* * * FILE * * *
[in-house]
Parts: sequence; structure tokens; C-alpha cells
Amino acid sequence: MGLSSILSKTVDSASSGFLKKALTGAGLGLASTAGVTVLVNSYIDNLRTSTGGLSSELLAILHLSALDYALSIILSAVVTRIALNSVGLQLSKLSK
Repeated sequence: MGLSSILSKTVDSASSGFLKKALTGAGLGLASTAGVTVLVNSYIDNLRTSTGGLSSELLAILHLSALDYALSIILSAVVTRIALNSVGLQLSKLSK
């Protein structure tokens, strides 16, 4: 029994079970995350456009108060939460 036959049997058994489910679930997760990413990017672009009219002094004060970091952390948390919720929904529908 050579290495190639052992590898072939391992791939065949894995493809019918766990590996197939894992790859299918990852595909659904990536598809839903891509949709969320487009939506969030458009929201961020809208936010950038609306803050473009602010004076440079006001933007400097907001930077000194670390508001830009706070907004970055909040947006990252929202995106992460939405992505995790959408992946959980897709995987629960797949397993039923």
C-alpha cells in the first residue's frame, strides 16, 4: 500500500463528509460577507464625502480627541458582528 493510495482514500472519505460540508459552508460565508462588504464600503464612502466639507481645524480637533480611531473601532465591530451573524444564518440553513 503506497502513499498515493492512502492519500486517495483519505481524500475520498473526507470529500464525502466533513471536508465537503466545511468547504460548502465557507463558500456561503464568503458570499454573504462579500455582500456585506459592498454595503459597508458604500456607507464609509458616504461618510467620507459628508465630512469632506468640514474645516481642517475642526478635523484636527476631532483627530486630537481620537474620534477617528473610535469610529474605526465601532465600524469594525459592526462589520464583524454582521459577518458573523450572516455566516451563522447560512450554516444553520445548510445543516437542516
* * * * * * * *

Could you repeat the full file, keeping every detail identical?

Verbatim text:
[in-house]
Parts: sequence; structure tokens; C-alpha cells
Amino acid sequence: MGLSSILSKTVDSASSGFLKKALTGAGLGLASTAGVTVLVNSYIDNLRTSTGGLSSELLAILHLSALDYALSIILSAVVTRIALNSVGLQLSKLSK
Repeated sequence: MGLSSILSKTVDSASSGFLKKALTGAGLGLASTAGVTVLVNSYIDNLRTSTGGLSSELLAILHLSALDYALSIILSAVVTRIALNSVGLQLSKLSK
């Protein structure tokens, strides 16, 4: 029994079970995350456009108060939460 036959049997058994489910679930997760990413990017672009009219002094004060970091952390948390919720929904529908 050579290495190639052992590898072939391992791939065949894995493809019918766990590996197939894992790859299918990852595909659904990536598809839903891509949709969320487009939506969030458009929201961020809208936010950038609306803050473009602010004076440079006001933007400097907001930077000194670390508001830009706070907004970055909040947006990252929202995106992460939405992505995790959408992946959980897709995987629960797949397993039923």
C-alpha cells in the first residue's frame, strides 16, 4: 500500500463528509460577507464625502480627541458582528 493510495482514500472519505460540508459552508460565508462588504464600503464612502466639507481645524480637533480611531473601532465591530451573524444564518440553513 503506497502513499498515493492512502492519500486517495483519505481524500475520498473526507470529500464525502466533513471536508465537503466545511468547504460548502465557507463558500456561503464568503458570499454573504462579500455582500456585506459592498454595503459597508458604500456607507464609509458616504461618510467620507459628508465630512469632506468640514474645516481642517475642526478635523484636527476631532483627530486630537481620537474620534477617528473610535469610529474605526465601532465600524469594525459592526462589520464583524454582521459577518458573523450572516455566516451563522447560512450554516444553520445548510445543516437542516